Fortunately, I have not had to push my way to Big Daddy's hometown. To complete the pilgrimage, I hire a car for the last fifty-mile stretch from Juazeiro do Norte through the no-man's land between the extreme western corners of the states of Ceará and Pernambuco. My driver hardly needs to be told where to go. The tiny town named for the honeybee is his most-requested excursion. "Aside from the bandit Lampião," the young cabby in a Lacoste polo shirt tells me in complete earnestness, "the two greatest men of the Northeast are Padre Cicero and Luiz Gonzaga."
On our way to the hometown of the latter late great, we pass Crato, birthplace of the former. This other side of the Cariri Valley is clearly the other side of the tracks. Advertised in red lettering, a "SWING MOTEL" marks the outer city limits. Crato is not exactly Sin City but there are a few bars and pool halls around the main square. The whole place appears more green and relaxed, out from under the good Padre's rectitude. Indeed, as a young priest, Cicero Romão Batista moved his congregation out of Crato because the people here were more skeptical of their native son's miracle working.
I make a quick stop to search for a local deejay and find him broadcasting from a glassed-in studio inside a convent. After forty years of spinning forró music, Eloi Teles de Moraes has been forced by local record merchants off commercial stations. "They would no longer buy advertising because I refused to play today's forró hits. They are played by city' people, full of sexual innuendo and coarse imagery. This purist with a pencil mustache is unimpressed by the local paper's headlines about the Grammy Award just won by the U.S. forró release titled Music for Maids and Taxi Drivers - referring to the maids and taxi drivers of Brazil's big cities who began life out here as farmhands. "In the old days," moans the deejay while a record is playing, "the music respected country folk and celebrated the natural cycle of their lives. Planting, harvesting, marriage, birth, death - this is when the people must have their forró!" He punctuates his music hour with announcements of tractor sales, auctions, baptisms. Grandiloquently trilling his r's, screeching like a soccer announcer after a goal, Senhor Eloi offers his listeners more "Forrózinbo, bem grande! Bom demais!" - "A bit of forró, well done, couldn't be better!" Off-air, he concedes, "True forró is going to disappear along with the differences between city and country. The new technology is stripping the people of their true clothes. It's not like the days of Luiz Gonzaga."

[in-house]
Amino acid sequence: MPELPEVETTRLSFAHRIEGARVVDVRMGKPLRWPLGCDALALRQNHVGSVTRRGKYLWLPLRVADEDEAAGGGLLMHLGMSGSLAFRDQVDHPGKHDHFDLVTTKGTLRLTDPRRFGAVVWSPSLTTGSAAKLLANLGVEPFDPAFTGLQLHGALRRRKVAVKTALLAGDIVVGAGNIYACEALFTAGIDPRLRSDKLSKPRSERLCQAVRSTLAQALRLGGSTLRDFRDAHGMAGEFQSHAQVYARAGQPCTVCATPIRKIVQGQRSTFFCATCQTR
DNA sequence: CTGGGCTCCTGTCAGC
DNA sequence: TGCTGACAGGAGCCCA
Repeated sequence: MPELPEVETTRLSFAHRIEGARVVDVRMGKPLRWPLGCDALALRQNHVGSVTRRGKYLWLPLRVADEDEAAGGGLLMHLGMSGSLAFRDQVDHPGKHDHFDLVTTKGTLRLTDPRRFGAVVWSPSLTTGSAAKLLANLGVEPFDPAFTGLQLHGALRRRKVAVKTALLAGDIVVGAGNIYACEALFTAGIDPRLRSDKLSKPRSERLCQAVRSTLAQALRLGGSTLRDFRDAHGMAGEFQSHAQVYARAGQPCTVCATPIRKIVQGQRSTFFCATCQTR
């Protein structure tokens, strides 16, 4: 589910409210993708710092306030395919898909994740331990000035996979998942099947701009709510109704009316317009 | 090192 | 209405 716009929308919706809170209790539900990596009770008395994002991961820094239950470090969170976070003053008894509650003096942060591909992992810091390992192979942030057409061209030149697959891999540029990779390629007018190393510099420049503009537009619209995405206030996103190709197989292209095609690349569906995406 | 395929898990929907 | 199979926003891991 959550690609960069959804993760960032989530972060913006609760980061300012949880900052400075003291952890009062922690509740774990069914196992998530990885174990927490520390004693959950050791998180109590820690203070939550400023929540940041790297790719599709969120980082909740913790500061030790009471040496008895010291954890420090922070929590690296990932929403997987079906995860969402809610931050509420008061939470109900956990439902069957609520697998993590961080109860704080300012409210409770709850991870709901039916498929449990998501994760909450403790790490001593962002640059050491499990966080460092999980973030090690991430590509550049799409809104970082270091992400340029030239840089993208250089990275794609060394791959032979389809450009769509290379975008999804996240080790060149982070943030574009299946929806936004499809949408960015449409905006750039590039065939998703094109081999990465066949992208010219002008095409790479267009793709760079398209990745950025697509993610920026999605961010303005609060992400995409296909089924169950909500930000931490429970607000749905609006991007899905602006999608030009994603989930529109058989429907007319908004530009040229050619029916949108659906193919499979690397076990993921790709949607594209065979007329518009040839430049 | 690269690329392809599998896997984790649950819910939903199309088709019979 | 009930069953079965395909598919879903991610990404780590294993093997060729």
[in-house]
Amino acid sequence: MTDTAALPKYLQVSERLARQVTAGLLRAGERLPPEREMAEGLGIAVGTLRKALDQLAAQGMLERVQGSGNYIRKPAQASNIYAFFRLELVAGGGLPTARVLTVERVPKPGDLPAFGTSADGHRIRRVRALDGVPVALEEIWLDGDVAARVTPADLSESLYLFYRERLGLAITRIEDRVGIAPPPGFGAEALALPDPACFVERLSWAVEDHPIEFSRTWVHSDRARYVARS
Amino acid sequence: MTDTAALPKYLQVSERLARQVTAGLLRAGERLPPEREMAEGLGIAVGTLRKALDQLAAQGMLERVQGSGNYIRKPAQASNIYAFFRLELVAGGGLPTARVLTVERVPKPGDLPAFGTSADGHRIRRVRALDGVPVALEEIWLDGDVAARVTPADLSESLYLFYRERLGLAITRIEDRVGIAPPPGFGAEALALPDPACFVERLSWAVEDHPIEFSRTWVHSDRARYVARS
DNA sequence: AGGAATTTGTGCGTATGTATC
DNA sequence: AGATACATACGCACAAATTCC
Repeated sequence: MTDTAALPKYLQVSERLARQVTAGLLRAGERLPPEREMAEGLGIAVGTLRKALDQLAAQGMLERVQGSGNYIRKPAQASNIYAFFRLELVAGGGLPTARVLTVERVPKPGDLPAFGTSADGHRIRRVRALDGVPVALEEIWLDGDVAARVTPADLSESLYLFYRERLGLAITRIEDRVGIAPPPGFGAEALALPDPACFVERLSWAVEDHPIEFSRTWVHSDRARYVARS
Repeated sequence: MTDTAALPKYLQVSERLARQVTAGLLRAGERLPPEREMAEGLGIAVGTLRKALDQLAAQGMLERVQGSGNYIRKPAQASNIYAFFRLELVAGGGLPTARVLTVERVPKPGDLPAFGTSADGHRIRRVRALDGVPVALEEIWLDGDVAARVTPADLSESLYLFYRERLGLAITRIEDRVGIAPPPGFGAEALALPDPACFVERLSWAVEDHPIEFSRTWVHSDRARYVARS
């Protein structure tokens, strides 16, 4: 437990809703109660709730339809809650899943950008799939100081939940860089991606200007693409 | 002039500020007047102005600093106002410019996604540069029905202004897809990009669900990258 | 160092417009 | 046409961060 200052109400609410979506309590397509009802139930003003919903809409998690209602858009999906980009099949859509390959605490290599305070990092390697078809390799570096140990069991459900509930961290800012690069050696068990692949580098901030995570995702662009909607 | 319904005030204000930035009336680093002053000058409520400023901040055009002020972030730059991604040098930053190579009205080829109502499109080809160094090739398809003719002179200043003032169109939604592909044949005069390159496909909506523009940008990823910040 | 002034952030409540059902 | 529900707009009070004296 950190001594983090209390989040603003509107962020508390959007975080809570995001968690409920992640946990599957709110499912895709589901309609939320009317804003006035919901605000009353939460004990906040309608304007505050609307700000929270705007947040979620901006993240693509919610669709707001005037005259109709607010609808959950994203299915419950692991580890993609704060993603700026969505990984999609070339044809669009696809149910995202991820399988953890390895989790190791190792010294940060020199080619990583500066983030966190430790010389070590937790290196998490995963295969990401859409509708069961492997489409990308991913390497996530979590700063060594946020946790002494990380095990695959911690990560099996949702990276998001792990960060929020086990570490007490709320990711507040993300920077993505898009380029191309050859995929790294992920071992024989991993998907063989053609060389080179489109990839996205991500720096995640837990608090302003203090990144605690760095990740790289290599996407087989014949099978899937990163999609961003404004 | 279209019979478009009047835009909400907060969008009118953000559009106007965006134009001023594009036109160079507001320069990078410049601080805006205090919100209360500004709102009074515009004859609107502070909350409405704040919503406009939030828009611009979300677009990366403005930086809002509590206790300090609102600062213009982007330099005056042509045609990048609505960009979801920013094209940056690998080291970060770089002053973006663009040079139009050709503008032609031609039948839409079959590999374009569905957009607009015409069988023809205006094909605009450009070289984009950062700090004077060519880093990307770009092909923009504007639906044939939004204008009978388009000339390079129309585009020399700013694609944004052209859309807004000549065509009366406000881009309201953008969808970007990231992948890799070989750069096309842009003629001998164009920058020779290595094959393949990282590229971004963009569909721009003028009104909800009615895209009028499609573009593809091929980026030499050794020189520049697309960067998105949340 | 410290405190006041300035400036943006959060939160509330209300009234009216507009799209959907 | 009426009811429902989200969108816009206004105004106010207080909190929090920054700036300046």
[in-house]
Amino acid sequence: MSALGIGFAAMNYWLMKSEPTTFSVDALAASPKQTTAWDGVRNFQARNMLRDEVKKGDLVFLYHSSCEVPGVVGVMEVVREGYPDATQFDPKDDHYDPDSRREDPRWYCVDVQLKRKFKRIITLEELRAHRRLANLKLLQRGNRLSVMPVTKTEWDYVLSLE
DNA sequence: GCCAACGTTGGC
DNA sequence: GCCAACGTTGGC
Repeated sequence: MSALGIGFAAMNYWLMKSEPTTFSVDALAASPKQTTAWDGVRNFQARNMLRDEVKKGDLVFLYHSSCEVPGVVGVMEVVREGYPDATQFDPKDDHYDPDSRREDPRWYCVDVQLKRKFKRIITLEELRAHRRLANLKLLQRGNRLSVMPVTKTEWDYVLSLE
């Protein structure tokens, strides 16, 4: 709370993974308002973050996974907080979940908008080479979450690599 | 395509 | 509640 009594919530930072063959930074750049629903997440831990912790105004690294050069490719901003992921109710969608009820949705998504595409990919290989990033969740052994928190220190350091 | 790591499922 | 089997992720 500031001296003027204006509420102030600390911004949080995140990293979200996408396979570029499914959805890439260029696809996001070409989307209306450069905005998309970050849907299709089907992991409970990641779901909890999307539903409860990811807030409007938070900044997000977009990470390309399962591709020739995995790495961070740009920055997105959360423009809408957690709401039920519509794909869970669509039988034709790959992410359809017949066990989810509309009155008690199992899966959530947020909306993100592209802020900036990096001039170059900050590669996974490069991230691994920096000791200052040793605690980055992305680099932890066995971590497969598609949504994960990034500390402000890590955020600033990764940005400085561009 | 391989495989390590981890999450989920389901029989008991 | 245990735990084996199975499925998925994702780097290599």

Luiz Gonzaga was an old-fashioned believer. He often mentioned Padre Cicero, sometimes in the form of shouted punctuations to accordion riffs. At his death, Gonzaga's body was flown back to Juazeiro and lay in state at the cathedral where Padre Cicero preached. A major controversy, still discussed in these parts, ensued when the skeptical Gonzaguinha tried to block this portion of his father's wishes from being carried out. Before a compromise was struck, an actual tussle between priest and singer broke out on the church steps. Even without such shenanigans, the funeral was one of the great events in the history of the region. A massive cortege, crowded with musicians and politicians, had followed this same road, up along a surprisingly forested ridge, back to Exu. The procession was bracketed by the red fire trucks of the local bombeiros.